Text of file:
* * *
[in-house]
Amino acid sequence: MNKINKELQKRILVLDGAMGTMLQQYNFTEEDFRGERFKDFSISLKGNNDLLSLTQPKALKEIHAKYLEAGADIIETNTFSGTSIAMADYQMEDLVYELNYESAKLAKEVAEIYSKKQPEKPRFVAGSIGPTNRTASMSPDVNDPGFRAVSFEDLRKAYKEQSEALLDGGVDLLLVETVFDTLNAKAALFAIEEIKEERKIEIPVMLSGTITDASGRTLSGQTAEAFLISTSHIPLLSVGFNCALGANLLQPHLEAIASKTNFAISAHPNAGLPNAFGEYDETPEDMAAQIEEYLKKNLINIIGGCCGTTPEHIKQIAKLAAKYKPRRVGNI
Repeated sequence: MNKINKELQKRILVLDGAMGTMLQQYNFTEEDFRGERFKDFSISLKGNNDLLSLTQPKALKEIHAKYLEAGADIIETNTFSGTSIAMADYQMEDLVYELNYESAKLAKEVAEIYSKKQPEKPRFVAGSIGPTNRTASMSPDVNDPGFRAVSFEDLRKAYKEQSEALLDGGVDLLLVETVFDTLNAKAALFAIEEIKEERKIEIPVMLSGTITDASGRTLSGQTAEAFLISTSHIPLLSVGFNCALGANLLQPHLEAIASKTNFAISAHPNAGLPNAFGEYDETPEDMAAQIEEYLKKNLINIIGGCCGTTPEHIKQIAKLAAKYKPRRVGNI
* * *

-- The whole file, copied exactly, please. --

[in-house]
Amino acid sequence: MNKINKELQKRILVLDGAMGTMLQQYNFTEEDFRGERFKDFSISLKGNNDLLSLTQPKALKEIHAKYLEAGADIIETNTFSGTSIAMADYQMEDLVYELNYESAKLAKEVAEIYSKKQPEKPRFVAGSIGPTNRTASMSPDVNDPGFRAVSFEDLRKAYKEQSEALLDGGVDLLLVETVFDTLNAKAALFAIEEIKEERKIEIPVMLSGTITDASGRTLSGQTAEAFLISTSHIPLLSVGFNCALGANLLQPHLEAIASKTNFAISAHPNAGLPNAFGEYDETPEDMAAQIEEYLKKNLINIIGGCCGTTPEHIKQIAKLAAKYKPRRVGNI
Repeated sequence: MNKINKELQKRILVLDGAMGTMLQQYNFTEEDFRGERFKDFSISLKGNNDLLSLTQPKALKEIHAKYLEAGADIIETNTFSGTSIAMADYQMEDLVYELNYESAKLAKEVAEIYSKKQPEKPRFVAGSIGPTNRTASMSPDVNDPGFRAVSFEDLRKAYKEQSEALLDGGVDLLLVETVFDTLNAKAALFAIEEIKEERKIEIPVMLSGTITDASGRTLSGQTAEAFLISTSHIPLLSVGFNCALGANLLQPHLEAIASKTNFAISAHPNAGLPNAFGEYDETPEDMAAQIEEYLKKNLINIIGGCCGTTPEHIKQIAKLAAKYKPRRVGNI